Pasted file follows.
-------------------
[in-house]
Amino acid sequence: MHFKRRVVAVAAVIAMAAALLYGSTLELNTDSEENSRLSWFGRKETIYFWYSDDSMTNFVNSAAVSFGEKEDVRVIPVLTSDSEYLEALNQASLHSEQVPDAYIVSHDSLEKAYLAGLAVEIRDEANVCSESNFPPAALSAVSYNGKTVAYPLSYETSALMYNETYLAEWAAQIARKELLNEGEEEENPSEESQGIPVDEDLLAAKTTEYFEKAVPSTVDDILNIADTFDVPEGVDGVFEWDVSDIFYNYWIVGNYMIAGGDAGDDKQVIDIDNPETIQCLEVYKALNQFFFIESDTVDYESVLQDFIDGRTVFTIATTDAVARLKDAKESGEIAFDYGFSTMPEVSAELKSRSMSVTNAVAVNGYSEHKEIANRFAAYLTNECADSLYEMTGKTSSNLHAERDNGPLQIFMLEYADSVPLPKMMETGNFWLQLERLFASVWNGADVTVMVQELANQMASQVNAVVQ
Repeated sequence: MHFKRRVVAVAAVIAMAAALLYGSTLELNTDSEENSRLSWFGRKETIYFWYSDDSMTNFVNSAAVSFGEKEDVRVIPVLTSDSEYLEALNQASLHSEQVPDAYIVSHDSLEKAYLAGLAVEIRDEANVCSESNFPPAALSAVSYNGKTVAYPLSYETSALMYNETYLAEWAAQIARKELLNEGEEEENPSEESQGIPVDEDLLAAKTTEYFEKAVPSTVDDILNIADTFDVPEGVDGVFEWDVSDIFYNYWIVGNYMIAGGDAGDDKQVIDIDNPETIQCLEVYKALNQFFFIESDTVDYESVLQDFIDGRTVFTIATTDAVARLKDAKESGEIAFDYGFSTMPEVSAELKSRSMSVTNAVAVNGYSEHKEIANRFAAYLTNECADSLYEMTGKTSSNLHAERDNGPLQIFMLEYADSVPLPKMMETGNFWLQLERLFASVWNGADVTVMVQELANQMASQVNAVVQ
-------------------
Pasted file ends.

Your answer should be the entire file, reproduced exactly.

[in-house]
Amino acid sequence: MHFKRRVVAVAAVIAMAAALLYGSTLELNTDSEENSRLSWFGRKETIYFWYSDDSMTNFVNSAAVSFGEKEDVRVIPVLTSDSEYLEALNQASLHSEQVPDAYIVSHDSLEKAYLAGLAVEIRDEANVCSESNFPPAALSAVSYNGKTVAYPLSYETSALMYNETYLAEWAAQIARKELLNEGEEEENPSEESQGIPVDEDLLAAKTTEYFEKAVPSTVDDILNIADTFDVPEGVDGVFEWDVSDIFYNYWIVGNYMIAGGDAGDDKQVIDIDNPETIQCLEVYKALNQFFFIESDTVDYESVLQDFIDGRTVFTIATTDAVARLKDAKESGEIAFDYGFSTMPEVSAELKSRSMSVTNAVAVNGYSEHKEIANRFAAYLTNECADSLYEMTGKTSSNLHAERDNGPLQIFMLEYADSVPLPKMMETGNFWLQLERLFASVWNGADVTVMVQELANQMASQVNAVVQ
Repeated sequence: MHFKRRVVAVAAVIAMAAALLYGSTLELNTDSEENSRLSWFGRKETIYFWYSDDSMTNFVNSAAVSFGEKEDVRVIPVLTSDSEYLEALNQASLHSEQVPDAYIVSHDSLEKAYLAGLAVEIRDEANVCSESNFPPAALSAVSYNGKTVAYPLSYETSALMYNETYLAEWAAQIARKELLNEGEEEENPSEESQGIPVDEDLLAAKTTEYFEKAVPSTVDDILNIADTFDVPEGVDGVFEWDVSDIFYNYWIVGNYMIAGGDAGDDKQVIDIDNPETIQCLEVYKALNQFFFIESDTVDYESVLQDFIDGRTVFTIATTDAVARLKDAKESGEIAFDYGFSTMPEVSAELKSRSMSVTNAVAVNGYSEHKEIANRFAAYLTNECADSLYEMTGKTSSNLHAERDNGPLQIFMLEYADSVPLPKMMETGNFWLQLERLFASVWNGADVTVMVQELANQMASQVNAVVQ